Students Information Culture Development In The Process Of Cognitive Activity

Abstract

The article discusses two aspects of the development of the students’ information culture in the modern Russian school. The authors consider the theory and practice of the development of communicative and cognitive skills of the text information processing. They also introduce the task of the development of students’ information culture in the course of research training. The authors explain the research training as a special type of the training which forms the need for realisation of the cognitive activity, ability to use the research method of knowledge of life for the decision of practical and theoretical problems. The authors condition the new approach to the phenomenon of «the academic culture» outlined in this article by the fact that this notion is not analysed in the traditional context of the higher (university) education but with the regard to the system of the secondary education. Three levels of the students’ academic culture are considered: value, cognitive and operational. The latter is linked to the phenomenon of the academic culture. The academic report made by a pupil indicates the level of the development of his academic culture; it reflects the process and the results of an educational research. The article presents the analysis and evaluation of the texts of academic reports made by pupils-researchers in terms of the verbalisation of the emotional concept «surprise». The article also provides the overview of basic trends in the study of the cognitive emotion of «surprise» in the Russian and foreign science.

Keywords: Research trainingacademic cultureskills of information processing of A textpseudo textconcept

Introduction

Researchers study the elucidation of the essence of the information culture as a social phenomenon and to the study of its content and the peculiarities of its formation and development in society in several directions because it is a multidisciplinary concept and it permeates all aspects of human life. When defining the notion of «the information culture», researchers lay emphasis differently: on increasing level of informatisation and the need to master the means and methods of information science; giving priority to the ways and norms of communication with artificial intelligence systems; emphasizing the need to acquire library-bibliographical literacy and culture of reading, as well as a whole range of additional knowledge, abilities and skills, including the ability to navigate in the legal field of informatisation; laying emphasis on the participation in the development of information space, etc.

We address the information culture as a «part of human culture, an essential component of learning activity of both teachers and students, the qualitative characteristic of their information activities as a part of learning activity». The information culture is manifested in «an array of knowledge, skills and reflective attitudes during person’s interaction with the information environment». (Gendina et al., 2002).

Research Questions

Current linguistic and educational situation «actualises the problem of the cognitive training, i.e. not only acquiring knowledge, but understanding the essence of the studied subject, phenomenon, unit of language, as well as culture and speech at large» (Deykina, 2016; Ekman, Friesen, 2003), defines the role of metacognition in the process of learning (Israel et al., 2005; Zuljan, Vogrinc, 2010). For quality information and cognitive activity, students need knowledge, abilities and skills of self-education and self-development, skills of the information exchange – the ability to carry out the process of the reception and the transmission of information in any form; the ability to collect, process and transform information.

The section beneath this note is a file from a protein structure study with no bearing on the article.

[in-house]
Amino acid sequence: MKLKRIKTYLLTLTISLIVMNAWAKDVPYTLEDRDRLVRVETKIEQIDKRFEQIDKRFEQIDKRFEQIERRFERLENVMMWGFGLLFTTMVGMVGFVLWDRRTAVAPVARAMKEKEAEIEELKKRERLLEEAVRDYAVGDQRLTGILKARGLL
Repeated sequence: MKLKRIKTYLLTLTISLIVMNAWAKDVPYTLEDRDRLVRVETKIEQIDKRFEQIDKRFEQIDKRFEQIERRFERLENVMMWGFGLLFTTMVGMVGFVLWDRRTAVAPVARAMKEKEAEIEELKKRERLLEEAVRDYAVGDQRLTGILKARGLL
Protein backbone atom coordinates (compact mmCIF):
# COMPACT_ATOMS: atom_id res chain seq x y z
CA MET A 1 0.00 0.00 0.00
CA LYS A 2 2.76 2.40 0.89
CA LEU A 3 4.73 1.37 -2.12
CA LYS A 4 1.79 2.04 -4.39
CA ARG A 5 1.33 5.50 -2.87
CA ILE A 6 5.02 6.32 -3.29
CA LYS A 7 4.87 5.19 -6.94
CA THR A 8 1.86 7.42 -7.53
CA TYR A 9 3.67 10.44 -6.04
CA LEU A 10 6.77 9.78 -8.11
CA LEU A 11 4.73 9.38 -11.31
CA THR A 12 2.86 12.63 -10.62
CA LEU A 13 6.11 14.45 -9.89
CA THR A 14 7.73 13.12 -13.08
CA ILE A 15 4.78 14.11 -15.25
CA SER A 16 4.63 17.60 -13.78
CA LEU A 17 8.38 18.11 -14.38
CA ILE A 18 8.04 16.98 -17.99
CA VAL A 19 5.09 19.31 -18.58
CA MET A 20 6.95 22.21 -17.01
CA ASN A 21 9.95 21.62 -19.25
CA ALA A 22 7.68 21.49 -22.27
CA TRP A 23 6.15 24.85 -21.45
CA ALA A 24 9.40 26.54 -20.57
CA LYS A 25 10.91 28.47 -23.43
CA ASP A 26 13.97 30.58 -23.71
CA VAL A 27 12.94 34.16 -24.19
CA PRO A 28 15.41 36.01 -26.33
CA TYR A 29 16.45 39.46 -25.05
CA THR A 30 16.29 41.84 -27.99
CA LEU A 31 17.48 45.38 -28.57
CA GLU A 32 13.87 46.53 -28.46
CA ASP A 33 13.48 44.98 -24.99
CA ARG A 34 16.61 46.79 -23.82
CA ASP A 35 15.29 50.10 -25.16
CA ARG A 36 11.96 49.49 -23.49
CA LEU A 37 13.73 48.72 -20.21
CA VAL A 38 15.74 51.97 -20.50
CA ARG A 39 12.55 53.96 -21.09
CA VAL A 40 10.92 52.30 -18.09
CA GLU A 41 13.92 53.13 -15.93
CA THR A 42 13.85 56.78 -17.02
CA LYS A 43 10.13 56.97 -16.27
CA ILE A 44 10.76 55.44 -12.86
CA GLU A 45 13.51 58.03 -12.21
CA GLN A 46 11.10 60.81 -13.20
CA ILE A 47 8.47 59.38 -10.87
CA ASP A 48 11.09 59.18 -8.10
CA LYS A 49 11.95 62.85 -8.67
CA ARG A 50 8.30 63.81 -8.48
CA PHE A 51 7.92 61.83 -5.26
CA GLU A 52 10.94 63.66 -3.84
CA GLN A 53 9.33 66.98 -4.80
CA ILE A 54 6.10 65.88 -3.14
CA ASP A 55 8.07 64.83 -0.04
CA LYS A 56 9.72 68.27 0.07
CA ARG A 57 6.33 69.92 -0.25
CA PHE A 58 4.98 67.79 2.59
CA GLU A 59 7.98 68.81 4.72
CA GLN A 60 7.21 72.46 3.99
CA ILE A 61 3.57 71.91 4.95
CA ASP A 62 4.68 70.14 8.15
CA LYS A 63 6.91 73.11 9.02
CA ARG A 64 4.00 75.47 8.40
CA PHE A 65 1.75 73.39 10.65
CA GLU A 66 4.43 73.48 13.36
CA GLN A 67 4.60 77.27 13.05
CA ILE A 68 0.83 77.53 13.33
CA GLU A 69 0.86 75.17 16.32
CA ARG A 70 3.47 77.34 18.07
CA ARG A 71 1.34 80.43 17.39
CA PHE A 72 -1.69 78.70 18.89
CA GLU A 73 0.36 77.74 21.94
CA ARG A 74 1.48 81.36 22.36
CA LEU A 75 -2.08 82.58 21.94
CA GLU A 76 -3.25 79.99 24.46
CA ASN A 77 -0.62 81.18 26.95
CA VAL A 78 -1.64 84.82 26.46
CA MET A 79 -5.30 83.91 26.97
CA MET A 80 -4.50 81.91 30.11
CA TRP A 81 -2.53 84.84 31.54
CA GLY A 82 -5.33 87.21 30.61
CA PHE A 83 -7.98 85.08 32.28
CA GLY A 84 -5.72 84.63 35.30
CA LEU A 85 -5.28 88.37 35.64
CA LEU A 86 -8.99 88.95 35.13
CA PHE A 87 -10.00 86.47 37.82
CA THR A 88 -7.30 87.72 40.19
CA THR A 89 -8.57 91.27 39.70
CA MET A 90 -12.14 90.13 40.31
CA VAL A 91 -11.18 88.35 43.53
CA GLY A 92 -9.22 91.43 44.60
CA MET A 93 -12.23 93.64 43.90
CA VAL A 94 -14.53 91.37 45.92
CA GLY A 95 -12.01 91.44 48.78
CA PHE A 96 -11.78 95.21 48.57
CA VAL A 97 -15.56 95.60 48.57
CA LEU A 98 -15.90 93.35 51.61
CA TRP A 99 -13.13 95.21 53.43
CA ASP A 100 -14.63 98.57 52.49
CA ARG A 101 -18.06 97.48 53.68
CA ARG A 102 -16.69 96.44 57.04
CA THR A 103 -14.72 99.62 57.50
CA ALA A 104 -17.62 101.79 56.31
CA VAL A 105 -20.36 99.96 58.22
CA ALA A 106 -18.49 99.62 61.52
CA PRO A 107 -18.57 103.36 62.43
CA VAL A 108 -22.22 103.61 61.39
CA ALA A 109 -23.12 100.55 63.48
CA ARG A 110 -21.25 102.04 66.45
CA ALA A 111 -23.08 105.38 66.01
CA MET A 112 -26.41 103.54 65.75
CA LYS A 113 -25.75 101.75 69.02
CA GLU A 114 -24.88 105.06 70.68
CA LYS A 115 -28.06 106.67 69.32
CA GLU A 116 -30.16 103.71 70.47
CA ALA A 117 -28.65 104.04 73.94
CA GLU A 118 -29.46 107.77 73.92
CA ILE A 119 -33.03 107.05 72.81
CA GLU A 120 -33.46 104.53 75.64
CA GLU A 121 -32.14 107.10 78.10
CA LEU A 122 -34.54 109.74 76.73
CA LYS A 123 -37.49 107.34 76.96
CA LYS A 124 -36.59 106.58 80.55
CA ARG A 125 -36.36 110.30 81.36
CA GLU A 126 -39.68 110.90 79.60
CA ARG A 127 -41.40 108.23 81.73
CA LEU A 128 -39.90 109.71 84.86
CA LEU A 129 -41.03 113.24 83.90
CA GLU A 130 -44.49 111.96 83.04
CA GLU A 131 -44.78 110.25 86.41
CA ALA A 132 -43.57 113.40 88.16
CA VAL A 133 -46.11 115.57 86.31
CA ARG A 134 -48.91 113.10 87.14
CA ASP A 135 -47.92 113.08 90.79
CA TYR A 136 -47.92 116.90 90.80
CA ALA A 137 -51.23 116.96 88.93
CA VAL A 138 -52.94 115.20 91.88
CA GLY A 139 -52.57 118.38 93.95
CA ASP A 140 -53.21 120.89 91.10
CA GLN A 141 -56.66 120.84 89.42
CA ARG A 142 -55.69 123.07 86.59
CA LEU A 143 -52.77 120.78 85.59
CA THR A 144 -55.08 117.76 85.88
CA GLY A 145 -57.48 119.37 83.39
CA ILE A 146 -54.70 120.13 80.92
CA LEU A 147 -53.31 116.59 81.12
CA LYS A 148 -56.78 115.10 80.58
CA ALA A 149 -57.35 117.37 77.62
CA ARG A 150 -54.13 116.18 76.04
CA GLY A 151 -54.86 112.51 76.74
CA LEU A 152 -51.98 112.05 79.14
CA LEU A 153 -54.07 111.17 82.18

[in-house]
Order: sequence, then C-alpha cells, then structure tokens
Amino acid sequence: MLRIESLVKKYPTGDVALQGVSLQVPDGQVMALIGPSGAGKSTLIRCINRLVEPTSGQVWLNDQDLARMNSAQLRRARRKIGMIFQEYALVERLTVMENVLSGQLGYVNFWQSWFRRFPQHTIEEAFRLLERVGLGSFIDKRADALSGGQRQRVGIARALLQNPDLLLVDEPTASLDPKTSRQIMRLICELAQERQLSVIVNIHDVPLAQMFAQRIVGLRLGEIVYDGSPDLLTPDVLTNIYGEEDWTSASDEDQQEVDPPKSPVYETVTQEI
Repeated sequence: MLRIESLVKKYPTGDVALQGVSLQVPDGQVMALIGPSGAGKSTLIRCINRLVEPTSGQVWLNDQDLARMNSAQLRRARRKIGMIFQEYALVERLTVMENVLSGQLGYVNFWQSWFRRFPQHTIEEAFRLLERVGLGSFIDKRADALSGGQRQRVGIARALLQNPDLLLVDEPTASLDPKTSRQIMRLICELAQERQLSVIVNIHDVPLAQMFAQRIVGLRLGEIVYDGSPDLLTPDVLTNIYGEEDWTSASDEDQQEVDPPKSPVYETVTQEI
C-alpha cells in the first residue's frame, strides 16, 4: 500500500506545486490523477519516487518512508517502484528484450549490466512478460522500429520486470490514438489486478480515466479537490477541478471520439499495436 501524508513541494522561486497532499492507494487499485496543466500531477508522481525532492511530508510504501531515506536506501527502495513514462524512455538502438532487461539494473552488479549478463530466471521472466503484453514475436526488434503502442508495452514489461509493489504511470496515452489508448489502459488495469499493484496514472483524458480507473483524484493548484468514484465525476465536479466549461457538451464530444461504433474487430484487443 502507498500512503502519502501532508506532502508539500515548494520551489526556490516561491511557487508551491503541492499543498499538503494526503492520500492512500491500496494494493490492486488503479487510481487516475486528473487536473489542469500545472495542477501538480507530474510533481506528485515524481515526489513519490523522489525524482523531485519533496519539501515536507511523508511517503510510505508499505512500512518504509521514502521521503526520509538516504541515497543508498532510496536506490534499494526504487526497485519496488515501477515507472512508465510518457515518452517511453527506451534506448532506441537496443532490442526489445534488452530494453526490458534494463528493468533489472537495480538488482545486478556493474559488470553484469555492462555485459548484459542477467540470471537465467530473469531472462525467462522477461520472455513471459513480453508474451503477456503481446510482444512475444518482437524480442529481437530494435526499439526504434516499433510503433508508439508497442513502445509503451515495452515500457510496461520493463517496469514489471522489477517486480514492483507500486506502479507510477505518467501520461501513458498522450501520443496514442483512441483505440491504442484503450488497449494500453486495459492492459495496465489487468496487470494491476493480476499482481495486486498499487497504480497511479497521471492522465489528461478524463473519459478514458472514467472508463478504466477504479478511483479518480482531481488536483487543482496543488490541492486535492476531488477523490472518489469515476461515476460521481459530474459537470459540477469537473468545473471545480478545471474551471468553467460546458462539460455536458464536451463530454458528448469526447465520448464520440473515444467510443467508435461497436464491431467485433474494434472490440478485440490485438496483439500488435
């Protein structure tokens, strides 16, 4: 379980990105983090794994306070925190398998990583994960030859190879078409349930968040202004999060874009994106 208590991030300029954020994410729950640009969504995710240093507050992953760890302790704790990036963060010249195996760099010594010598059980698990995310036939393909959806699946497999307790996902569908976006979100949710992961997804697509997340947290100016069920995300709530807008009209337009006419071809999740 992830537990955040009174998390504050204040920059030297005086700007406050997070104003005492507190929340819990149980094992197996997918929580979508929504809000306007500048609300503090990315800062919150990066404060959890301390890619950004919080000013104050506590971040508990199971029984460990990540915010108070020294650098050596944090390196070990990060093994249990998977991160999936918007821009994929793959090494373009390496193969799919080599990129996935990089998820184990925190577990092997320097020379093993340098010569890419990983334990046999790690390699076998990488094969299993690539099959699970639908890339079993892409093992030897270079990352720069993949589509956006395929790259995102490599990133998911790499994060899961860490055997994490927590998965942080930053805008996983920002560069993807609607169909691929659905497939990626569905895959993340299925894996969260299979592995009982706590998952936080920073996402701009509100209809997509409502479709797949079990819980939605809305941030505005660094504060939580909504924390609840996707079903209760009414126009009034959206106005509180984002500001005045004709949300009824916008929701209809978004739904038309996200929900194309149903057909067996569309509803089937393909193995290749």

All of this brings to the fore the problem of developing abilities of information processing of a text, which is considered by us as «multi-component activity, which represents both the process of the understanding of the information represented in a text in a variety of forms, and the result of this understanding, explicitly expressed in the form of secondary texts (thesis, annotation, review, summary, abstract, report, presentation) » (Yerokhina, Dobrotina, 2016; Dobrotina, 2016; Stolp, Zabrucky, 2009).

We consider the skills of information processing of the text as «communicative-cognitive: communicative because they are an essential component of the communicative competence; cognitive because of the internal content and because psychological aspects take part in the "realization of idea" in the word, since they are related to the inner speech and its mechanisms – choice and control. They are part of information skills, the use of which provides for the realization of cognitive universal learning activities, and they are represented by two groups of skills: 1) cognitive (perceptive) skills, based on logical operations of analysis, synthesis, comparison, analogy, abstraction; 2) skills of semantic and linguistic compression of information» (Dobrotina, 2016, pp.76-77).

Let us highlight a short list of techniques given in the work (Jennifer, Cromley, 2012), among which are the following: asking different types of questions, from reflection questions (Could I explain what I read to my classmate?) to the questions on the usage of received information; learning the graphic organizers, such as diagrams and concept maps: «Comprehension monitoring: Students are taught to notice whether they understood what they read, usually by asking themselves questions such as «Could I explain to a classmate what I just read?» Summarising: Students learn how to summarise what they just read in a few sentences, deleting unnecessary detail and condensing important information…The multiple strategies approach: Students learn more than one strategy, such as summarising and graphic organisers».